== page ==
I tried to methodically rationalise my choice. It’s all in the mind – I’ve had fish eyes before – how different could it be? Knowing that the longer the hesitation the more doubt and weakening resolve I’d develop, I took a deep breath and brought the fork to my mouth. The pig’s eye is softer than expected. Squishy even. I wouldn’t describe it as a culinary revelation, but it was a personal challenge I felt compelled to take and was satisfied that I’d endured.
Perhaps it was my way of disassociating myself from the moment, but as I chewed I noted that, curiously, it was texturally distinct from a fish eye. The pig’s eye didn’t have the degree of viscous goop (aqueous humour) you normally associate with fish eyes nor the hard pebble like ball structure you find in the middle of the eye. I’ve always been curious as to what that ball is and whether we humans have one. I certainly don’t remember them from eye structure diagrams or cow eye dissections in biology classes. In the rare chance that you may have wondered the same thing – well, that ball in the fish eye happens to be the lens. We humans, like pigs have a flat lens disc at the front of the eye. Just in case you were lying awake at night wondering.. And that concludes our animal autopsy within an animal autopsy digression – back to the dinner.
This course was slowly savoured and the frenzy of animalistic action in the beginning slowly dwindled in ferocity. There were only a few ravenous diners still going strong – some were knawing on trotters with disconcerting raw abandon, others picking through the carcass of the pig to find meaty morsels to tear off. Most of the other diners were satiated, reclining in their chairs rubbing swollen bellies.
I would have been more than satisfied to end the meal on that note, but we still had dessert to come!
Dessert thankfully contains no offal. The final course named “Mother’s milk” contains sweet poached diced and whole strawberries in syrup and spongy sago balls. The goats curd is delightfully tart and as it melts, tempers each bite of sweet strawberries with that extra zing and a compulsory head shake. It’s my kind of dessert. The accompanying dessert wine also ticks the boxes for me – the sweetness is not cloying or overwhelming and it has a pleasant rose bouquet.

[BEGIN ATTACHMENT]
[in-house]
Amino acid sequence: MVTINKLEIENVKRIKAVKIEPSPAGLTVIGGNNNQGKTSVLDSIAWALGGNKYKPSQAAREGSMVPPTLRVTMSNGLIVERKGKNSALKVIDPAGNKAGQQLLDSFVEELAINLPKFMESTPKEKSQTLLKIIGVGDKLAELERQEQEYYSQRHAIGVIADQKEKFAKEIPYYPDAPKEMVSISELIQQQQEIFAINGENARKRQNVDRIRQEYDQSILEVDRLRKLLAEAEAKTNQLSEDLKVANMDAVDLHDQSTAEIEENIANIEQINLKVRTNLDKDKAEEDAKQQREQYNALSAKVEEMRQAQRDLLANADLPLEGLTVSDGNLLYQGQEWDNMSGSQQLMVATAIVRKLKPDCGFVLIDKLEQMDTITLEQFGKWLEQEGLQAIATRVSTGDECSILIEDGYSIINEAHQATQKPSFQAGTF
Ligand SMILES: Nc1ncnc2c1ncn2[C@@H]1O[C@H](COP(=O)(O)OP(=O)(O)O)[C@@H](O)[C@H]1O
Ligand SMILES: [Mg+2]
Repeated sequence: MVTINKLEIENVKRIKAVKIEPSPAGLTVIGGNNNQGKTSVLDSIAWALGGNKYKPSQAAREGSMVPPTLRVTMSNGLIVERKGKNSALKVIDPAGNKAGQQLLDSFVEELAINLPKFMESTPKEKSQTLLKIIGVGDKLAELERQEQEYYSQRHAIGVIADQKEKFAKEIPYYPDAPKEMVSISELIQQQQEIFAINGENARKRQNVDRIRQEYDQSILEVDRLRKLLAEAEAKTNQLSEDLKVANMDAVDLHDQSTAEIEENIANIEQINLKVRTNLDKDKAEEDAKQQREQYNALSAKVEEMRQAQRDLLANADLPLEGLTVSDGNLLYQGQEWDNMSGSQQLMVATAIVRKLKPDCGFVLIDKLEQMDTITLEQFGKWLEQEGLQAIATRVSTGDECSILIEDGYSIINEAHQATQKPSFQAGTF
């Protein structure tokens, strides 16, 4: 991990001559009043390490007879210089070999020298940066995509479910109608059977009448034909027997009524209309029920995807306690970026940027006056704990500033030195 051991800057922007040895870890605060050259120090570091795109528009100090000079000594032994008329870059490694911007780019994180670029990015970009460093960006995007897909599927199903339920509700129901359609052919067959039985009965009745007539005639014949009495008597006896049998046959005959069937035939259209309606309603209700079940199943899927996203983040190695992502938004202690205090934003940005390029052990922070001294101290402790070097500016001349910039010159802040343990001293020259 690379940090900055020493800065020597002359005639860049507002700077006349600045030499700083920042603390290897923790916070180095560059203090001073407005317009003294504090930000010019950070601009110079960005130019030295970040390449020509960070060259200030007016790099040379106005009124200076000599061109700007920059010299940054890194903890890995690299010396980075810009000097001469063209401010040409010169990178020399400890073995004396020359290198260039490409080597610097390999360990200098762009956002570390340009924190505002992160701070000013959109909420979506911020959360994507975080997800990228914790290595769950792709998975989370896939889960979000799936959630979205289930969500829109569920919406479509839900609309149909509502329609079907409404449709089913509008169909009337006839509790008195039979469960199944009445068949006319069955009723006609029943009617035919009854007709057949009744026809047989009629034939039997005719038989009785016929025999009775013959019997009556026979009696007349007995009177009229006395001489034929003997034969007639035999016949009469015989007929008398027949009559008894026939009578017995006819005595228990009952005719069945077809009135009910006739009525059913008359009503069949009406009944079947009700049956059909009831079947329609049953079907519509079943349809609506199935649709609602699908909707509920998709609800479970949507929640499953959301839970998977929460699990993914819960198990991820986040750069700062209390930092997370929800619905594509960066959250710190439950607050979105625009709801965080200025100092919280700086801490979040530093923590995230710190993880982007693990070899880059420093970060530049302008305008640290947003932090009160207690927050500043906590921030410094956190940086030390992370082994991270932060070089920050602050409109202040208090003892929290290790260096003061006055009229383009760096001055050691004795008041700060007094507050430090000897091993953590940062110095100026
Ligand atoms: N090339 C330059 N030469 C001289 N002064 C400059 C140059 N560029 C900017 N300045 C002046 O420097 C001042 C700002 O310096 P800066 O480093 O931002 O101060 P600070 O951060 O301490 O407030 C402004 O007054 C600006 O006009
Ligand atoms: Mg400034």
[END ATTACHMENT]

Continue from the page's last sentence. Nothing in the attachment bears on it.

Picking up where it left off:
It was a thoroughly enjoyable, unique and challenging experience and of the few SIFF events that I attended this year – it was the standout favourite for me in value, originality and overall enjoyment. Though the Animal Autopsy event was designed specifically for SIFF, it was a great avenue to showcase the menu and offerings of the restaurant. I’d not been to Four in Hand before, but it’s now definitely on my radar.
And right now, Four in Hand is one of the many restaurants around Australia participating in this year’s Street Smart Dine Out… Help out campaign which runs from the 8th of November to 24th of December this year. Simply leave a donation with your bill to help Street Smart action their initiatives with the homeless. To find a participating restaurant near you, click here. And you can win a $150 voucher if you eat & tweet from any of the 250+ participating restaurants – for full details and entry conditions, click here.
Four in Hand
105 Sutherland Street (cnr Elizabeth Street), Paddington
Tel: +612 9362 1999; email: email@example.com
Open Monday – Saturday from midday – 11pm; Sunday midday – 10pm